It was little more than a month ago in May when the Republican-led state of Alabama passed and signed into law what is arguably the nation’s toughest restrictions against abortion, and liberals could not have been more incensed at the pro-life measure.
Yet, it would appear that the proposed liberal boycott of Alabama was either never actually launched or had no measurable impact, as the state is flourishing economically.
In a media release on Friday from the Alabama Department of Labor, it was revealed that the state actually broke four employment records during the month of May, when the flurry of demands for an economic boycott of the state was in full swing.
As a result of the state’s improving economic situation, there is a record number of Alabama residents both in the labor force and actually employed, which coincide with a record-high number of jobs and a record-low unemployment rate.
“Since day one, my Administration has sought the best ways to make our state business-friendly for small businesses and attractive to world-class industry. It is certainly paying off because, in May, each of Alabama’s 67 counties saw their unemployment rates drop,” Republican Gov. Kay Ivey said in a statement.
“Alabama is breaking record after record! I am proud of the footing we are making; however, we will not tire our efforts. It remains our goal to ensure every Alabamian who wants a job can get a job.”
Initial reports and seasonally-adjusted numbers revealed that Alabama’s unemployment rate dropped from 3.8 percent in April to 3.7 percent in May, a tie for the state record and a rather significant drop from the 4.1 percent unemployment rate a year ago in May 2018.
Meanwhile, the number of people in Alabama to be gainfully employed was listed at a record high of 2,150,481, more than 40,000 more employed individuals than in May of 2018.
The record number of people actually employed isn’t particularly far behind the record number of Alabamians counted as a part of the civilian labor force — both those with a job and those actively seeking a job who are over 16 and not in the military or other institution — that was tallied at 2,233,045 in the month of May.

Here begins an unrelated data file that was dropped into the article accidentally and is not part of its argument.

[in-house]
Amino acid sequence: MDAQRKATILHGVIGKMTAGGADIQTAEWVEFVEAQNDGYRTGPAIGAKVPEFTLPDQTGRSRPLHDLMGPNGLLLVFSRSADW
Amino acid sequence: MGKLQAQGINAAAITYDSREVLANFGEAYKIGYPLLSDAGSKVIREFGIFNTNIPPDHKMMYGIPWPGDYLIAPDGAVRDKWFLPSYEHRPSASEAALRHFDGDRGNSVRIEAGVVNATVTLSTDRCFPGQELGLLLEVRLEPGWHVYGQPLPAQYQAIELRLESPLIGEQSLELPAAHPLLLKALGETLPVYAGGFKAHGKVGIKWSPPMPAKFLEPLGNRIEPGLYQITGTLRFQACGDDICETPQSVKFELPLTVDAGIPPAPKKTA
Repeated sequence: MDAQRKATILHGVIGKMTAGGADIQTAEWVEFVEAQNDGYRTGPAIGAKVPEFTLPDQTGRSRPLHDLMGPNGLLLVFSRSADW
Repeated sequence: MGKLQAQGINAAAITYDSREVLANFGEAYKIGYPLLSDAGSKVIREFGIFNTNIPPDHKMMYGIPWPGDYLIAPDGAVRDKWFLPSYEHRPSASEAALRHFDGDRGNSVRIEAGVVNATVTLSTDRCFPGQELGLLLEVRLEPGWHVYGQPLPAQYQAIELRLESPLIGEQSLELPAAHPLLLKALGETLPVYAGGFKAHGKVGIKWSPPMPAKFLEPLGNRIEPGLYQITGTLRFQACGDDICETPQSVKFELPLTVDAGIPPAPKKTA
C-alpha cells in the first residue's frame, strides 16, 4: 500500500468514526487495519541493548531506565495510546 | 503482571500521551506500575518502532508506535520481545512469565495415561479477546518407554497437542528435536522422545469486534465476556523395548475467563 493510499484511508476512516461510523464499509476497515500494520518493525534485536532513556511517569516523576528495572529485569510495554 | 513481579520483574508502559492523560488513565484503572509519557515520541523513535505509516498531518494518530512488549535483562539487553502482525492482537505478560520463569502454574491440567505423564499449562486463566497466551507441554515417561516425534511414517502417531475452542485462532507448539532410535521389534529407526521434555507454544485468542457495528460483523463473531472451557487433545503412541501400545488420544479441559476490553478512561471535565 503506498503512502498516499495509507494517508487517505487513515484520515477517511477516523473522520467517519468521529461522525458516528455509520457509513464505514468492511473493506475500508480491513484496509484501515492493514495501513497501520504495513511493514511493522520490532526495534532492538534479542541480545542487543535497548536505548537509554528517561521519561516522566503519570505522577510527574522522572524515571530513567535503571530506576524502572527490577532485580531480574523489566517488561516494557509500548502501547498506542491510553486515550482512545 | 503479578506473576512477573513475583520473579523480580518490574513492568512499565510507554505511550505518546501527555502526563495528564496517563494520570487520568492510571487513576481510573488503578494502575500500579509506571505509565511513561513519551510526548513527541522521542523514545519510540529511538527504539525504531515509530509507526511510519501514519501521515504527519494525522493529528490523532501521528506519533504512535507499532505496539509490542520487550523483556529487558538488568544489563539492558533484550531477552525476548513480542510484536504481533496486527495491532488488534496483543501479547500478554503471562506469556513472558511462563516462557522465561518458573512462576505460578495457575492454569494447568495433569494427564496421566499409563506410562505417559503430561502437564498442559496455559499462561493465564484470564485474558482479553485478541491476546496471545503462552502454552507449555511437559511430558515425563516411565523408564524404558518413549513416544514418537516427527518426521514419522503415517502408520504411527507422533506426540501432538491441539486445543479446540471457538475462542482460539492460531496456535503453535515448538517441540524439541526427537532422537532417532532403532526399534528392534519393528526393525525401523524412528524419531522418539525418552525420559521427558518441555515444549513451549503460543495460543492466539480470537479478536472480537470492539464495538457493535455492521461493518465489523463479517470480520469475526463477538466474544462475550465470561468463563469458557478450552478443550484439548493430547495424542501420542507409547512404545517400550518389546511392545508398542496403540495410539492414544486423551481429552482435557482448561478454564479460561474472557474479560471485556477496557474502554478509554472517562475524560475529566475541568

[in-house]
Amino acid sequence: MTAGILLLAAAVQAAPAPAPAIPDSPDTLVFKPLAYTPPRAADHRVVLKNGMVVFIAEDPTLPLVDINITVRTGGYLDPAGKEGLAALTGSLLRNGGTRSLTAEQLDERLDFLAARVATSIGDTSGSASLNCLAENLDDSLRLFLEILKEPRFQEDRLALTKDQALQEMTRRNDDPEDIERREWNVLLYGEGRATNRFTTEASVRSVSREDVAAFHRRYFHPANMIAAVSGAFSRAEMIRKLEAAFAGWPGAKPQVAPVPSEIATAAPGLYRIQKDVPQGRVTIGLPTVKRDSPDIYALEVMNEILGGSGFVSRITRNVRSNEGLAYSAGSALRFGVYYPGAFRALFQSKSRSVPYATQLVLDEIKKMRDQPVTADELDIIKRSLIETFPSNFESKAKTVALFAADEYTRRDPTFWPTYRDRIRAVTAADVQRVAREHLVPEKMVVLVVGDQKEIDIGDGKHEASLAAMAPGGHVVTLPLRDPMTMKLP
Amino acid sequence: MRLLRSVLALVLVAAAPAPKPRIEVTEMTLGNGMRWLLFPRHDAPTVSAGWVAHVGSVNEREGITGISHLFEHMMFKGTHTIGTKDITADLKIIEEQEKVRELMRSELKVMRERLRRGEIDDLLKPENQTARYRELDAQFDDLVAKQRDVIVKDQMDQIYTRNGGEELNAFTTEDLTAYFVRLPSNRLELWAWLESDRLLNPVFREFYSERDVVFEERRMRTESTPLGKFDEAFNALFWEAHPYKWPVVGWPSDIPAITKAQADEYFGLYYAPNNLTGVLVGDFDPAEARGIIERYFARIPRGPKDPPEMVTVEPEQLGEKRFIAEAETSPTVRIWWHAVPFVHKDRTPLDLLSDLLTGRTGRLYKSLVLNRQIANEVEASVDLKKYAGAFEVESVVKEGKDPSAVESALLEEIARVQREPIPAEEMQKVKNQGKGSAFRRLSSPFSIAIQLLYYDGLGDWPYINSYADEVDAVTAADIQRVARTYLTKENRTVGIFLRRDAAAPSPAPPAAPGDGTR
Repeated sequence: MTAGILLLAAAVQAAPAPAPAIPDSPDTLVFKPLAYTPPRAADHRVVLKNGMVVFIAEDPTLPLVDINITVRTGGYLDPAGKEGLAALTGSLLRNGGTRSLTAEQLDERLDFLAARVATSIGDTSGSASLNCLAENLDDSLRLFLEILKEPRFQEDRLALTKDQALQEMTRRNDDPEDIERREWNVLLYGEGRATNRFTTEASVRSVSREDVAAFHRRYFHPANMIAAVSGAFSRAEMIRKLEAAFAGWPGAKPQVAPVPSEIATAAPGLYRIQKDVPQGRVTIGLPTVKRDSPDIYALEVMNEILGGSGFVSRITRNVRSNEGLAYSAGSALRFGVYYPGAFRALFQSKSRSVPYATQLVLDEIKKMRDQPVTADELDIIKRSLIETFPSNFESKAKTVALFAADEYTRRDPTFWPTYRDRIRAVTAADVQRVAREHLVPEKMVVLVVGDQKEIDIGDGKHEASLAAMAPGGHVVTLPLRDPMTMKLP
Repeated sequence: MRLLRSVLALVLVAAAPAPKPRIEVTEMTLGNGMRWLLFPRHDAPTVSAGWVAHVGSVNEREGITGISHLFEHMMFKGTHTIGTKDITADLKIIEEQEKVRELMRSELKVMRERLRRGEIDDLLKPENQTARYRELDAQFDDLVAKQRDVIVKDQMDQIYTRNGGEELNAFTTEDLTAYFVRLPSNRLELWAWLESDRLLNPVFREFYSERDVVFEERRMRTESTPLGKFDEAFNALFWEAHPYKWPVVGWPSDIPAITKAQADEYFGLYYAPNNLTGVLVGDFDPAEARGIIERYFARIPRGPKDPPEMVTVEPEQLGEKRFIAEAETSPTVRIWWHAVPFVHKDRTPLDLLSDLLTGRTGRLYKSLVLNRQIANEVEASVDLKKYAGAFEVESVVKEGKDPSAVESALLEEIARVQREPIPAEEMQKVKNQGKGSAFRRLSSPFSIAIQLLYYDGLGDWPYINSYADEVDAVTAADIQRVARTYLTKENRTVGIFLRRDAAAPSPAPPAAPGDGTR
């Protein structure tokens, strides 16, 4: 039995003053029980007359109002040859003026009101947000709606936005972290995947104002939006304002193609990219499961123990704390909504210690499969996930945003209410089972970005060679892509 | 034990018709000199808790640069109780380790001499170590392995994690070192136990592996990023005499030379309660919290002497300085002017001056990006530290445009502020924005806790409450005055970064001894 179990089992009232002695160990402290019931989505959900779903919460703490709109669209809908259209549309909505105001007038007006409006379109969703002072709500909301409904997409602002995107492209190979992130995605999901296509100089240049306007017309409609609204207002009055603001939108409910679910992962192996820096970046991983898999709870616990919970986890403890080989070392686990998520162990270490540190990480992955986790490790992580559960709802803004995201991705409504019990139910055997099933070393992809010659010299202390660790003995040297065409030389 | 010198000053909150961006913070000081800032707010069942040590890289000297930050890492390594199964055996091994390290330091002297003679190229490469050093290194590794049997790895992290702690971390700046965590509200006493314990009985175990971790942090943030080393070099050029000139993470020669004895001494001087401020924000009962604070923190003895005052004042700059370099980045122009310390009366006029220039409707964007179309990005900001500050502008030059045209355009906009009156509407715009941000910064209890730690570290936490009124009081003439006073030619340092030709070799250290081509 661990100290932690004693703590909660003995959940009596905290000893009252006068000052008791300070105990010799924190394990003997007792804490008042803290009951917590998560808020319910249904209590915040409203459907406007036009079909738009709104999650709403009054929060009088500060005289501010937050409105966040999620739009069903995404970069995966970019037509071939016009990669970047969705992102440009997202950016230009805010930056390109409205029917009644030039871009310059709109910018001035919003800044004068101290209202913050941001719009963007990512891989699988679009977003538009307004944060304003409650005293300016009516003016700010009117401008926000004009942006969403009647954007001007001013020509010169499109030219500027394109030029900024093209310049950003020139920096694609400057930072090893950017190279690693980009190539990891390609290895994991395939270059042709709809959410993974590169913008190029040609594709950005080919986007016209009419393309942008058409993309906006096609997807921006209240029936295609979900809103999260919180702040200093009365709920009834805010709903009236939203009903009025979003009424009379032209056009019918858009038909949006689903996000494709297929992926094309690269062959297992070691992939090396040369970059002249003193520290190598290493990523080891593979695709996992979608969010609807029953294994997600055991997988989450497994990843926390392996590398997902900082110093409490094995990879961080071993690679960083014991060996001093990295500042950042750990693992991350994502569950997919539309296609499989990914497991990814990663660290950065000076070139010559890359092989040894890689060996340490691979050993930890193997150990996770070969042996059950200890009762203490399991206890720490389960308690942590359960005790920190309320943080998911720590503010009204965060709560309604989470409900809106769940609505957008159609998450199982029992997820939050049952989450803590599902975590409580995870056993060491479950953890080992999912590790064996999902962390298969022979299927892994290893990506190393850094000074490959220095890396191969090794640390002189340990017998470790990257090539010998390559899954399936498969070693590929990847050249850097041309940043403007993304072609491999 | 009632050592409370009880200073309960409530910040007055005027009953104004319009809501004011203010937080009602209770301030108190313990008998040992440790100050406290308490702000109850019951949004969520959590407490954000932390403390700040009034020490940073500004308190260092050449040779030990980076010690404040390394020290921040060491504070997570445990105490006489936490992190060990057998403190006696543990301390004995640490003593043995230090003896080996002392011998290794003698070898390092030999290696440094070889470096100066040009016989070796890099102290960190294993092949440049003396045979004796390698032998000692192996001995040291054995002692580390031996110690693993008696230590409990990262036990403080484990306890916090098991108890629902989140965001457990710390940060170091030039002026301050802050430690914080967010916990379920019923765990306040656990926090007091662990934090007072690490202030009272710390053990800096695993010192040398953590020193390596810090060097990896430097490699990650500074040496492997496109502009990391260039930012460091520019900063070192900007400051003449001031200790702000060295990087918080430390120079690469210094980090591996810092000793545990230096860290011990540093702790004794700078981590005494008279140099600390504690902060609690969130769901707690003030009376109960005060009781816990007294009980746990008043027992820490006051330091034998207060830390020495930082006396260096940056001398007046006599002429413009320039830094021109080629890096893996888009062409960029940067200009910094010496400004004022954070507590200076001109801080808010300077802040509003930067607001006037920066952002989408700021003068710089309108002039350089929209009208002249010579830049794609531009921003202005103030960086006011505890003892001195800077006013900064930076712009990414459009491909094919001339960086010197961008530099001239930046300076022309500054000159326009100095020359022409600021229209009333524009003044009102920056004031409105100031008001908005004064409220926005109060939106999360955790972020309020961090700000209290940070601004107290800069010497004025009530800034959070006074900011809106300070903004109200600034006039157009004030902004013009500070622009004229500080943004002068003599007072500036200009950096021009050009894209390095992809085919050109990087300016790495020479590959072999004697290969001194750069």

On top of that, Alabama reported the addition of 38,800 new jobs over the past year, 7,100-plus in the month of May alone. The Department of Labor pegged the job growth rate at 1.9 percent, higher than the national job growth rate average of 1.5 percent.
“What great news we have to share this month,” Alabama Labor Secretary Fitzgerald Washington said in the statement. “We’ve been consistently posting positive economic news, and this month is more of the same.”
“More people are working, employers are hiring, and we’ve once again dropped to a record low unemployment rate. The job market is great in Alabama!” he added.
“Once again, Alabama’s job growth has surpassed the nation’s. Our economy is supporting more jobs than ever before, and Alabama’s employers are continuing to hire. It’s our hashtag, but it’s true: We Have Jobs!”
When Gov. Ivey signed the pro-life bill into law, there were dire threats from the liberal media and Democratic activists of consequential retaliation and economic disaster from boycotts.
But it would appear that the boycotts never fully materialized, or at best were woefully ineffective at placing a burden on the state of Alabama.
Instead, the state is doing as well as it ever has before in terms of its economy with record highs for jobs and workforce participation and record lows for unemployment — pretty much the opposite of what the liberals threatening a boycott had envisioned.
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